Racing for the gold, but is it the right race?

By Sergio Fortes

Were you among the millions of people around the world who viewed the 2020 Summer Olympics in Tokyo – held in 2021? Along with the Winter Olympics, this globally televised event exhibits the highs and lows of competition as men and women seek honor for themselves and their respective nations.


More than 11,000 athletes from 204 countries competed in the “2020 Summer Games,” delayed until this year because of restrictions imposed by the COVID-19 pandemic. Despite the one-year interruption, all with one goal: These athletes endured exhausting training and rigorous diets, abstaining from any distractions that would keep them from the gold. The bronze medal, or even silver, were not enough.


In their assessment, any sacrifice is worth it. One high-performance athlete, whose expectation was to finish the Olympics with at least six medals, suffered a sudden emotional crisis. The athlete would later say, “Life is not just about gymnastics. We are not just athletes. We are people, and sometimes it is necessary to take a step back.” Most of us can hardly imagine the demands of the Olympic “gold rush.”


Many of us, however, have encountered something similar in other life pursuits. In today’s highly competitive marketplace environment, as well as everyday life on its many fronts, the rush for “gold” remains constant and unbridled. A common but harsh expression describes this reality: “the rat race.”


Young entrepreneurs dedicate themselves to earning money, becoming wealthy, even millionaires if possible. Mature executives and expert professionals are on the same footing. They don’t settle for little. They want the most they can possibly acquire and achieve – and quickly. They endure many kinds of stress and pressures, making everything else secondary: family; health; social relationships, even leisure activities. Only the gold – and a lot of it – counts.


We find a very different perspective in the Bible, addressing the futility of striving to gain what ultimately will be lost. King Solomon of ancient Israel, purported to be the richest man of all time, commented: “When I saw all that my hands had done, and the work I had worked so hard to accomplish, I understood that it was all illusion! It was like running after the wind!” (Ecclesiastes 2:11).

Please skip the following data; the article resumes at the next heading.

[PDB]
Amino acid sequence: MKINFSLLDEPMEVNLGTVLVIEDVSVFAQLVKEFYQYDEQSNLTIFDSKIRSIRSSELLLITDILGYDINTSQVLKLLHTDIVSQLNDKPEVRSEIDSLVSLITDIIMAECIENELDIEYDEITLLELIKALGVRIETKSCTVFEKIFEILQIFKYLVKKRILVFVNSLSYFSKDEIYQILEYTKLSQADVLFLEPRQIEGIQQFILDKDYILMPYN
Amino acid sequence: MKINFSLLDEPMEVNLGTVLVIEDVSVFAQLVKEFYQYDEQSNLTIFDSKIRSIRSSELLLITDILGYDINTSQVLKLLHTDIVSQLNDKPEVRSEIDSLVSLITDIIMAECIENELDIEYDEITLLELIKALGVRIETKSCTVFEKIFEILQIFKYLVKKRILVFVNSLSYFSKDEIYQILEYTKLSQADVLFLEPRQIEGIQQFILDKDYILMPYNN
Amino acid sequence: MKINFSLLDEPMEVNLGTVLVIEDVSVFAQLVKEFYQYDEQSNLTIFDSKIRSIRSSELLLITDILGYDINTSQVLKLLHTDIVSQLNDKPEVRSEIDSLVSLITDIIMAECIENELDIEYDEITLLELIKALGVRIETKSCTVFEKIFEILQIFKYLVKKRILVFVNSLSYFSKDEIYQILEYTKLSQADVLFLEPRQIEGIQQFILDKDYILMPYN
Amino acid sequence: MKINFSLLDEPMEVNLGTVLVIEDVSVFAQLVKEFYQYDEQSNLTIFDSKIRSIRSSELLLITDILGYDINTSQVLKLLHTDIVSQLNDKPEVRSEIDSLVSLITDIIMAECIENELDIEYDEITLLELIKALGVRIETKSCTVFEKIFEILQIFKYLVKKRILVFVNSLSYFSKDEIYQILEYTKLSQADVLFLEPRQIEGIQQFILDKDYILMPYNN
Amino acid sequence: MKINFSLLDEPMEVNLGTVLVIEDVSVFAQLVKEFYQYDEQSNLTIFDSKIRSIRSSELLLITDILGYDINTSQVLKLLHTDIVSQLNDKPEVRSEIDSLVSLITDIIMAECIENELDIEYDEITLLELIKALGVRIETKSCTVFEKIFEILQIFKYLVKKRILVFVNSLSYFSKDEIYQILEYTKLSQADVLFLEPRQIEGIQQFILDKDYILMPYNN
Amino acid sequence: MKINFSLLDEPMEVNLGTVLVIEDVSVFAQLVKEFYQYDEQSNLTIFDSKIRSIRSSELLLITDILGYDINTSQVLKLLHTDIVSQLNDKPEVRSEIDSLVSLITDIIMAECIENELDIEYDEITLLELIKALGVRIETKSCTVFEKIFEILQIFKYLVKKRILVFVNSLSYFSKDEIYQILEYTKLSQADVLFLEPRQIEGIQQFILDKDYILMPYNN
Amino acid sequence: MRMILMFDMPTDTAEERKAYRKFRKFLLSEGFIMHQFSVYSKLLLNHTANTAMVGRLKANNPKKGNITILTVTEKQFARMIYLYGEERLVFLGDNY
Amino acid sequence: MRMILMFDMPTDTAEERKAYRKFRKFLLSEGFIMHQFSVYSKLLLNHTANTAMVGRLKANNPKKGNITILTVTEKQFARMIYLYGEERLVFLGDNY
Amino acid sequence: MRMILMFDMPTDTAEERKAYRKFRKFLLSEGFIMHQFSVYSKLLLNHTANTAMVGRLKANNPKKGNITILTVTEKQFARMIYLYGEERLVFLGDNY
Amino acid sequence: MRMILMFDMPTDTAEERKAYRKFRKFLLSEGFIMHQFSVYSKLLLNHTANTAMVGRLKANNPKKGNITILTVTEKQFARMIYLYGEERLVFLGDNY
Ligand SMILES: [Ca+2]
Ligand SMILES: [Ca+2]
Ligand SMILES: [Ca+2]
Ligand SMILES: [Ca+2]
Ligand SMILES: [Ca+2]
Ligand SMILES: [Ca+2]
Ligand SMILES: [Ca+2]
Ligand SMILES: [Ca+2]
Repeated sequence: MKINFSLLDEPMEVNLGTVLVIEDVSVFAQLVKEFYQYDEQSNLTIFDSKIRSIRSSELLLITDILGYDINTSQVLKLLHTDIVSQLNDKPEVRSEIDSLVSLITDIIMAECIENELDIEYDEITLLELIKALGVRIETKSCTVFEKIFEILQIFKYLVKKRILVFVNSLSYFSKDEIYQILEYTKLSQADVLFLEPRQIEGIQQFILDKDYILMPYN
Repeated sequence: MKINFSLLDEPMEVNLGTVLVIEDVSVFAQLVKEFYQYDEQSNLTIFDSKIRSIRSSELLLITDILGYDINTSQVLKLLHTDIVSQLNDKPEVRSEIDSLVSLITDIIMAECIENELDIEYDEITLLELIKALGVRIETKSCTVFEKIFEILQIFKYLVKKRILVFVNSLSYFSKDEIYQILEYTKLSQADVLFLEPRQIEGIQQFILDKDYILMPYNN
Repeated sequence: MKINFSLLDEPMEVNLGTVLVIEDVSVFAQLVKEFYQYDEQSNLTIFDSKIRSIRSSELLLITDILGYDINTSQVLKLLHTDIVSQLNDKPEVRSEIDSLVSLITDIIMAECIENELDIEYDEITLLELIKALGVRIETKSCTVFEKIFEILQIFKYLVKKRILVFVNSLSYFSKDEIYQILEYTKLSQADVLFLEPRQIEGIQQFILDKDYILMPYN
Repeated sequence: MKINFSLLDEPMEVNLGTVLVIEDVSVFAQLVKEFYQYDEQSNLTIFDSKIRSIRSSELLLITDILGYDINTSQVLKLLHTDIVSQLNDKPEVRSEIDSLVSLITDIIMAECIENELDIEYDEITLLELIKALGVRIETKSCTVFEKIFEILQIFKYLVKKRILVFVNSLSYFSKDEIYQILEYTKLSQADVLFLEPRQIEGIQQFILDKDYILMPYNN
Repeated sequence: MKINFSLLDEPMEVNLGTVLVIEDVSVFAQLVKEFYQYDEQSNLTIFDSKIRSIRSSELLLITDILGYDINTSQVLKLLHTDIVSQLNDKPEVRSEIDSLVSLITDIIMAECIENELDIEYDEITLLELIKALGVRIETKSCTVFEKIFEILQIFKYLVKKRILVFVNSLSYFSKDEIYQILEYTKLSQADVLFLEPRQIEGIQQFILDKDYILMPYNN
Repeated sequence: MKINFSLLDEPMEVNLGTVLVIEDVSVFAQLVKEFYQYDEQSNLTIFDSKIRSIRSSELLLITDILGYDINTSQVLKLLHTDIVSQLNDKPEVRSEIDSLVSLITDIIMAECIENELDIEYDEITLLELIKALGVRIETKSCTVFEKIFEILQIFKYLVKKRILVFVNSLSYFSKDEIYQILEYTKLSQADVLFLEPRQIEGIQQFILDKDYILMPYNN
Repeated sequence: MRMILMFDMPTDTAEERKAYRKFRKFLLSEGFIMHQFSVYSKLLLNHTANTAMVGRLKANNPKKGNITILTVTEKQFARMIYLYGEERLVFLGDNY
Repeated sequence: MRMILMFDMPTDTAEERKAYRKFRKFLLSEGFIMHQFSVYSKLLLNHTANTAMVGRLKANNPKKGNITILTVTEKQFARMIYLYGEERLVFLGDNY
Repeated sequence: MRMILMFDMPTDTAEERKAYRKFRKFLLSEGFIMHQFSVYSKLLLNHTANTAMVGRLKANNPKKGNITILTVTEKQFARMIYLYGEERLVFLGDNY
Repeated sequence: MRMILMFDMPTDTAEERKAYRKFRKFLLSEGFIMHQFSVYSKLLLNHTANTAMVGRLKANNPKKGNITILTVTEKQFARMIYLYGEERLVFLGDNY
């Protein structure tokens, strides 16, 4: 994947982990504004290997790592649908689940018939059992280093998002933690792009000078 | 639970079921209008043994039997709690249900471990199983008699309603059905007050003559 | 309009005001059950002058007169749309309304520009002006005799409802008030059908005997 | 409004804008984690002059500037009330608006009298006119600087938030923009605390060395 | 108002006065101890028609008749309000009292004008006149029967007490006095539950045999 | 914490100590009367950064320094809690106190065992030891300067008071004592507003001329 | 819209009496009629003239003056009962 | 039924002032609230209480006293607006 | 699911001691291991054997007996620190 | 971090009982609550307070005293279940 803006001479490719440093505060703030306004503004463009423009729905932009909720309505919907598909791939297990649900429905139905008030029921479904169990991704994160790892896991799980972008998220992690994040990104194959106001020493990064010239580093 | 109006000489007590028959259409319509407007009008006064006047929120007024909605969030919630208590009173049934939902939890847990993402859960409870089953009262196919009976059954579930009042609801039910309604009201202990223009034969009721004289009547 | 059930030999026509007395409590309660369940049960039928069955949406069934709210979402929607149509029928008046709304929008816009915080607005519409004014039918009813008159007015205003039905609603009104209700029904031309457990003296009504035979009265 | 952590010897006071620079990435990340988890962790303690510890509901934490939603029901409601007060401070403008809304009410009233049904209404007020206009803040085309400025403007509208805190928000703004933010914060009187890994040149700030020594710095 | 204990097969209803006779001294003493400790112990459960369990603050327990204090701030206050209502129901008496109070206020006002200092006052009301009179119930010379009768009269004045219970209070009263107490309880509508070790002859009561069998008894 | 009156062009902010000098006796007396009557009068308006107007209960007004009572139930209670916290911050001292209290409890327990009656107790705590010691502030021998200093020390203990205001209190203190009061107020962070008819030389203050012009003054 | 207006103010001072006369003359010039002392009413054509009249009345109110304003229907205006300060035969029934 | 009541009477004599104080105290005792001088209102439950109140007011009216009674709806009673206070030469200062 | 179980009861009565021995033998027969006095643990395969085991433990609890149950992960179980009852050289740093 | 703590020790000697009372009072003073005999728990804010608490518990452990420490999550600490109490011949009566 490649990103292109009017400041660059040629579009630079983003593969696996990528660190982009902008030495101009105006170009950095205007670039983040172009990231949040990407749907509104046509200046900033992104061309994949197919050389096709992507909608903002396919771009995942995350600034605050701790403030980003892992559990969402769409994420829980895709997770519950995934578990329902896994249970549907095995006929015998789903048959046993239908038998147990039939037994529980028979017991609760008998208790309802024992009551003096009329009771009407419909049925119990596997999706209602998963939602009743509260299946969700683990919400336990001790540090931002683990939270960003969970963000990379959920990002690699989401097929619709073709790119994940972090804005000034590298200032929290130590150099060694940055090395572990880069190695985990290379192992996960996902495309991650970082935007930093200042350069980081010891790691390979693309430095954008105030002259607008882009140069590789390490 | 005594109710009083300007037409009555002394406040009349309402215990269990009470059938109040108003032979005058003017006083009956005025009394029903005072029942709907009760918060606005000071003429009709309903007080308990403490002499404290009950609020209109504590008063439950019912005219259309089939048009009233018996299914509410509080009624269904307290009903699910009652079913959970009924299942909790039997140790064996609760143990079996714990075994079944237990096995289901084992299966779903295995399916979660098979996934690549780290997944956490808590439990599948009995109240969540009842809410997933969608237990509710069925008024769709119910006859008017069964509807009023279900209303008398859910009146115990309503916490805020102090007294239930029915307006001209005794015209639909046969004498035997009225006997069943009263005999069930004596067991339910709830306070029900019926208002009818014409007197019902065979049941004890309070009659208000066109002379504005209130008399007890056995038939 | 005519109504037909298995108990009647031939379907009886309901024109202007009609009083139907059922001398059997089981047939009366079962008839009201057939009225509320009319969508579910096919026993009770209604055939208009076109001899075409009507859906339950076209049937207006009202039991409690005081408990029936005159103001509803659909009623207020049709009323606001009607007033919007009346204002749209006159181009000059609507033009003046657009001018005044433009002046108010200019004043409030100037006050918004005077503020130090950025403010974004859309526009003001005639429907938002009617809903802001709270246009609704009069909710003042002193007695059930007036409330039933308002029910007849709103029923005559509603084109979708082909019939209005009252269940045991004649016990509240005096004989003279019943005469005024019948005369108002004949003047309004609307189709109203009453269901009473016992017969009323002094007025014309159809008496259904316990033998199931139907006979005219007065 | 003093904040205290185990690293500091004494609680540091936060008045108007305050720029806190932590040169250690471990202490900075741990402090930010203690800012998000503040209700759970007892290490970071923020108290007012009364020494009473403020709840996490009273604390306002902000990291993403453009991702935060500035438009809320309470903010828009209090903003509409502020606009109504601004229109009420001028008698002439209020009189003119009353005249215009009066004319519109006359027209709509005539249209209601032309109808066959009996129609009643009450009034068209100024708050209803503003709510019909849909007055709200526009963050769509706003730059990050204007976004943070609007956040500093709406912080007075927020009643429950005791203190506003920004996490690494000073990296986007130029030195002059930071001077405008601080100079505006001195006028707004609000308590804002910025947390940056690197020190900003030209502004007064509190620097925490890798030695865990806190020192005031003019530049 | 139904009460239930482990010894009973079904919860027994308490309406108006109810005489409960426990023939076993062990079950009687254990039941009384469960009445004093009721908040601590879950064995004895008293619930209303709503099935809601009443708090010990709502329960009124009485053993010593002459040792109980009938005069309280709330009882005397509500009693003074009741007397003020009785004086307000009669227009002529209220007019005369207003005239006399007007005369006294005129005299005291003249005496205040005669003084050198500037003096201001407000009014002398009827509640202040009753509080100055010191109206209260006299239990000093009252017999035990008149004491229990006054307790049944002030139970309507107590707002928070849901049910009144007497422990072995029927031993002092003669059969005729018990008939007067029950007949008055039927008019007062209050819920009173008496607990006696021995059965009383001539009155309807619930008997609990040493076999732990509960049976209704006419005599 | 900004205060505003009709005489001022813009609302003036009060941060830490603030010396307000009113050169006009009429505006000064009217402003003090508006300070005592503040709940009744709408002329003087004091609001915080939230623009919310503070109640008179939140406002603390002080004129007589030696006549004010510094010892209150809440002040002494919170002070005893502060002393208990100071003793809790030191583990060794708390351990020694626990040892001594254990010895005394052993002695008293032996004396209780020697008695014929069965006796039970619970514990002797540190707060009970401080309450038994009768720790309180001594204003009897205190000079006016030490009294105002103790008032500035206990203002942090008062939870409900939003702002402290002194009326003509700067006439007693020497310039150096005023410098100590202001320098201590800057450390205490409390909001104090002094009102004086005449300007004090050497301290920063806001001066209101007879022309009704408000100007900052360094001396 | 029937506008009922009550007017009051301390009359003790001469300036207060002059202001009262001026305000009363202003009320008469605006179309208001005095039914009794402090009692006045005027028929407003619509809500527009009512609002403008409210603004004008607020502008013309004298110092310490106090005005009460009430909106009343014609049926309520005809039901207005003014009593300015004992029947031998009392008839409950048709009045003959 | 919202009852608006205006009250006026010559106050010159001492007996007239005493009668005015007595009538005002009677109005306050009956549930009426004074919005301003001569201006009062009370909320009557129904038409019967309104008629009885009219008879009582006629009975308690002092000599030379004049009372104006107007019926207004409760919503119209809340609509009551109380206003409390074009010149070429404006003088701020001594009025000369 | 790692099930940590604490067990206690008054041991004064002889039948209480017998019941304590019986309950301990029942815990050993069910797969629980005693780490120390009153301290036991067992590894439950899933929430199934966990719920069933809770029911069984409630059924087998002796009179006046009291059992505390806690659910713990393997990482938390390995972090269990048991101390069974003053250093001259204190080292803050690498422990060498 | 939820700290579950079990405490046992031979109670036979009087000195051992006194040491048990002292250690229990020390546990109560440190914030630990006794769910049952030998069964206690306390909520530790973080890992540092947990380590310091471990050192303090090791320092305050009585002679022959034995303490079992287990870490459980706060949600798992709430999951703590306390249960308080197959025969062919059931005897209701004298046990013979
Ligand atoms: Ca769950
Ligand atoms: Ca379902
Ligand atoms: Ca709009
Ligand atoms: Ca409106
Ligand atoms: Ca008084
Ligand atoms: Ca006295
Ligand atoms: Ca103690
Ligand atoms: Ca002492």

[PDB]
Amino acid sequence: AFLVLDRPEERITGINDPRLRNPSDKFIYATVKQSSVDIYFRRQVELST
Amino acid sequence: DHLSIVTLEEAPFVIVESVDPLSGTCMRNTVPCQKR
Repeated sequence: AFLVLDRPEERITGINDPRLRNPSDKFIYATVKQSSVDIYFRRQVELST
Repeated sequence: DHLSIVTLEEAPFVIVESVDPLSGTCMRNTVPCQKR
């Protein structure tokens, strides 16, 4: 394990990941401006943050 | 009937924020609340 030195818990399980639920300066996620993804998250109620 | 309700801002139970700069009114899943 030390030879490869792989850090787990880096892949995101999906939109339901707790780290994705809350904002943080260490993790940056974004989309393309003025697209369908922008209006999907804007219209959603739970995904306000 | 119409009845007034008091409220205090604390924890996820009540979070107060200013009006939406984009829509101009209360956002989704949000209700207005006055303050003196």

Jesus Christ, telling the story of a diligent and eager agribusinessman celebrating a record harvest, gave this warning: “Fool, this night they will requisition your soul, and whose shall these things be that you have prepared?” (Luke 12:20).


I have been encouraged to see many entrepreneurs and professionals resisting a lifestyle that values only material, financial, and socioeconomic success. Having observed generations that preceded them, especially the so-called “Baby Boomers,” the newer generations have other measures for success.


How much are a harmonious family, healthy family and social relationships, peace of mind, and having a good reputation beyond reproach worth? As Jesus told His followers, “Life is more than food, and the body is more than clothing ” (Luke 12:23).


What kind of “gold” is ruining your sleep today, taking you away from your family, occupying so many hours of the day that you don’t even have time for a healthy meal, or an appointment to attend to your physical health? Jesus issued this serious warning: “What advantage is there in someone gaining the whole world and losing his soul? What can compare with the value of his soul?” (Matthew 16.26).


Jesus told anyone who would listen what the “true gold” is: “But seek first the kingdom of God, and all other things will be added to you” (Luke 12:31).

© 2021. Sergio Fortes is a mentor and consultant in logistics and corporate strategic business. As a member of CBMC in the city of Sao Paulo, Brazil, he has coordinated the translation of Monday Manna into Portuguese for more than 20 years. He is committed to the Great Commission of Jesus Christ – to make disciples.

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